Gasconade County, Missouri

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Gasconade County, Missouri
Gasconade County Courthouse 20140126.jpg
Gasconade County Courthouse in Hermann
Map of Missouri highlighting Gasconade County
Location in the state of Missouri
Map of the United States highlighting Missouri
Missouri's location in the U.S.
Founded November 25, 1820
Named for Gasconade River
Seat Hermann
Largest city Owensville
Area
 • Total 526.09 sq mi (1,363 km2)
 • Land 520.67 sq mi (1,349 km2)
 • Water 5.43 sq mi (14 km2), 1.03
Population
 • (2010) 15,222
 • Density 30/sq mi (11/km²)
Congressional district 3rd
Time zone Central: UTC-6/-5

Gasconade County is a county located in the east central portion of the U.S. state of Missouri. As of the 2010 census, the population was 15,222.[1] The county seat is Hermann.[2] The county was named after the Gasconade River.

The county is located on the south side of the Missouri River, which once served as the chief route of transportation in the state. It is located in the area known as the Missouri Rhineland. Because of its distinctive conditions, the Hermann area was designated an American Viticultural Area (AVA) in 1983. The southern part of the county is within the larger Ozark Highlands AVA, established in 1987.

Origin of name[edit]

Gasconade County (and the Gasconade River) received its name from French-speaking settlers.[3] They came from the Gascony region in southwestern France during French colonial rule of New France (Louisiana Territory).

The French colonial inhabitants of this region had the same boastful character as the inhabitants of Gascony in France, hence the name Gasconade, meaning 'Gascony-like.'[4]

Geography[edit]

According to the 2000 U.S. Census, the county has a total area of 526.09 square miles (1,362.6 km2), of which 520.67 square miles (1,348.5 km2) (or 98.97%) is land and 5.43 square miles (14.1 km2) (or 1.03%) is water.[5]

Adjacent counties[edit]

Major highways[edit]

Education[edit]

Public Schools[edit]

Private Schools[edit]

Demographics[edit]

Historical population
Census Pop.
1830 1,545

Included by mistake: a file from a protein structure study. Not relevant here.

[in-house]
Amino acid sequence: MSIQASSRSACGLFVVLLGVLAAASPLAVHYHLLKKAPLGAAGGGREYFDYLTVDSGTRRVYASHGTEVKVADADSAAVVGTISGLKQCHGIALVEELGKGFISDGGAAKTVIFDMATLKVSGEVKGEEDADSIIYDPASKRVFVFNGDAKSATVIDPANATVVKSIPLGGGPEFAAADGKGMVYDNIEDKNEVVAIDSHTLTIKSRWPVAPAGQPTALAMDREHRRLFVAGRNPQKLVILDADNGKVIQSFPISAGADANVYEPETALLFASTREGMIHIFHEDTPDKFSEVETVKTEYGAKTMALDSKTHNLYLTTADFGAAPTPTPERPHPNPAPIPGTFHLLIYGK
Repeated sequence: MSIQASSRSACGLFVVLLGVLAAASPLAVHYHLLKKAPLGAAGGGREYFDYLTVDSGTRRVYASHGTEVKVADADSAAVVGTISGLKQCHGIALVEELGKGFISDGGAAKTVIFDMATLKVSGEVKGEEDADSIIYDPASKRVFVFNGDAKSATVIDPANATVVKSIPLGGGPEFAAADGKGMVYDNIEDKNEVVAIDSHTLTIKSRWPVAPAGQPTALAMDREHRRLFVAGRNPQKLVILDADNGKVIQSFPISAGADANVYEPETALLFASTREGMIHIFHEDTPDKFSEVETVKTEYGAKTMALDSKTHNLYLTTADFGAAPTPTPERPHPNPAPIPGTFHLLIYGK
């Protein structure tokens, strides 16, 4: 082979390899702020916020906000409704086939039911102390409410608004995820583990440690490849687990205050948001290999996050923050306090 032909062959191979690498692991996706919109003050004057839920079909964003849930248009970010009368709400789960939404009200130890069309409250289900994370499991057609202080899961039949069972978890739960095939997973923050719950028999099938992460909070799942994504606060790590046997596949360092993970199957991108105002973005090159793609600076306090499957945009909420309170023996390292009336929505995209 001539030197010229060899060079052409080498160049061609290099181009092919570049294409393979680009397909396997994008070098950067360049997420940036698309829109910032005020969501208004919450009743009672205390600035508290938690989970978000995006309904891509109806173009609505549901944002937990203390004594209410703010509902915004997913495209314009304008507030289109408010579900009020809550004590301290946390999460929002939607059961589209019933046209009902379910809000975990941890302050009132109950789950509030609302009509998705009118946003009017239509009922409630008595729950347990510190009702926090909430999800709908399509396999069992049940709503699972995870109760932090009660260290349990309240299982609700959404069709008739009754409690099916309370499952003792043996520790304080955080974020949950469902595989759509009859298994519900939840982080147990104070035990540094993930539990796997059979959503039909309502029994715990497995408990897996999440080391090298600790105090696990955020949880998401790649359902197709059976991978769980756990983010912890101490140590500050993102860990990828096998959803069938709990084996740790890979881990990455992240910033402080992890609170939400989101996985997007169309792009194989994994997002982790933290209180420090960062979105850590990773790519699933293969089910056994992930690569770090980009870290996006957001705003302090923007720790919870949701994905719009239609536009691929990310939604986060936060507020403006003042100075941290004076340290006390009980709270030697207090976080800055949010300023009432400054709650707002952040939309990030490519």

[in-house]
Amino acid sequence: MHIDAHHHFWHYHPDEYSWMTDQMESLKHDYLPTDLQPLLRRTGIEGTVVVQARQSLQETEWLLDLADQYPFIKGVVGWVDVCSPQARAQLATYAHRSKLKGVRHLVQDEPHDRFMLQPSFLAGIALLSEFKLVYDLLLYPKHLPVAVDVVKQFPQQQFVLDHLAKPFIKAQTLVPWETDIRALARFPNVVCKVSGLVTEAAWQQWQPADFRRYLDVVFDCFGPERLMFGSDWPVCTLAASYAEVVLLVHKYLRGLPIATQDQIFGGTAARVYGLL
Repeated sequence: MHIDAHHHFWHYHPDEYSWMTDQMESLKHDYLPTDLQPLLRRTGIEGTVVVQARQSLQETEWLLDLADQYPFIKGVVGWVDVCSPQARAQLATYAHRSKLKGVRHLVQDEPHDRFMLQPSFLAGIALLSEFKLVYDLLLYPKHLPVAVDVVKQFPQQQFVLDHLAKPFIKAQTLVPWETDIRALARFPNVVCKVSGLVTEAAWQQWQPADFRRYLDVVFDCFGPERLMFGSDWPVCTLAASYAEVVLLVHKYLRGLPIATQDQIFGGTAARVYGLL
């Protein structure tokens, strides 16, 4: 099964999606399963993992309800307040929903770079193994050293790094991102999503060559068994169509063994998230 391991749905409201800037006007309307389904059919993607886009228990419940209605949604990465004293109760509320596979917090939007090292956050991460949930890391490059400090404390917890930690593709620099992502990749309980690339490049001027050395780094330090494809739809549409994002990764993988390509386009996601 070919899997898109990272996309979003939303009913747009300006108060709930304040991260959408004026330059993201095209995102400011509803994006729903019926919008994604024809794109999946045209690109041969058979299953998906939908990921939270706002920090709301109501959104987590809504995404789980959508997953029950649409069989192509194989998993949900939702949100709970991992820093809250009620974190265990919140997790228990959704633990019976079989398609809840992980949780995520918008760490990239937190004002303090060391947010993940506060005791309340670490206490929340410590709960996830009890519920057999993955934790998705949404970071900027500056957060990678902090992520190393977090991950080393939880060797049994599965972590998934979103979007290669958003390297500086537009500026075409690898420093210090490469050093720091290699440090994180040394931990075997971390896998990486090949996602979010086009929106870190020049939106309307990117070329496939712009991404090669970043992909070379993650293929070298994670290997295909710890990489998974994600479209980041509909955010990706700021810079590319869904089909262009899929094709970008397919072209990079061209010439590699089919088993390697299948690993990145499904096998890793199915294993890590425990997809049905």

1840 5,330 245.0%
1850 4,996 −6.3%
1860 8,727 74.7%
1870 10,093 15.7%
1880 11,153 10.5%
1890 11,706 5.0%
1900 12,298 5.1%
1910 12,847 4.5%
1920 12,381 −3.6%
1930 12,172 −1.7%
1940 12,414 2.0%
1950 12,342 −0.6%
1960 12,195 −1.2%
1970 11,878 −2.6%
1980 13,181 11.0%
1990 14,006 6.3%
2000 15,342 9.5%
2010 15,222 −0.8%
Est. 2012 14,972 −1.6%
U.S. Decennial Census[6]
2012 Estimate[1]

As of the census[7] of 2000, there were 15,342 people, 6,171 households, and 4,288 families residing in the county. The population density was 30 people per square mile (11/km²). There were 7,813 housing units at an average density of 15 per square mile (6/km²). The racial makeup of the county was 98.69% White, 0.12% Black or African American, 0.18% Native American, 0.16% Asian, 0.01% Pacific Islander, 0.14% from other races, and 0.70% from two or more races. Approximately 0.42% of the population were Hispanic or Latino of any race.

There were 6,171 households out of which 31.00% had children under the age of 18 living with them, 58.00% were married couples living together, 7.60% had a female householder with no husband present, and 30.50% were non-families. 27.00% of all households were made up of individuals and 14.60% had someone living alone who was 65 years of age or older. The average household size was 2.44 and the average family size was 2.95.

In the county the population was spread out with 24.80% under the age of 18, 6.90% from 18 to 24, 25.90% from 25 to 44, 23.70% from 45 to 64, and 18.80% who were 65 years of age or older. The median age was 40 years. For every 100 females there were 94.60 males. For every 100 females age 18 and over, there were 92.90 males.

The median income for a household in the county was $35,047, and the median income for a family was $41,518. Males had a median income of $29,659 versus $20,728 for females. The per capita income for the county was $17,319. About 7.00% of families and 9.50% of the population were below the poverty line, including 11.20% of those under age 18 and 10.00% of those age 65 or over.

Cities and towns[edit]

Politics[edit]

Local[edit]

The Republican Party predominantly controls politics at the local level in Gasconade County. Republicans hold all but two of the elected positions in the county.

Gasconade County, Missouri
Elected countywide officials
Assessor Joseph M. Mundwiller Democratic
Circuit Clerk Joyce Gabathuler Republican
County Clerk Lesa Lietzow Republican
Collector Shawn Schlottach Republican
Commissioner
(Presiding)
Nicholas H. "Nick" Baxter Democratic
Commissioner
(District 1)
Matthew Penning Republican
Commissioner
(District 2)
Jerry D. Lairmore Republican
Coroner Benjamin D. Grosse Republican
Prosecuting Attorney Ada Brehe-Kreuger Republican
Public Administrator Fay Owsley Republican
Recorder Joyce Gabathuler Republican
Sheriff Randy Esphorst Republican
Surveyor Paul Dopuch Republican
Treasurer Joey R. Gross Republican

State[edit]

Past Gubernatorial Elections Results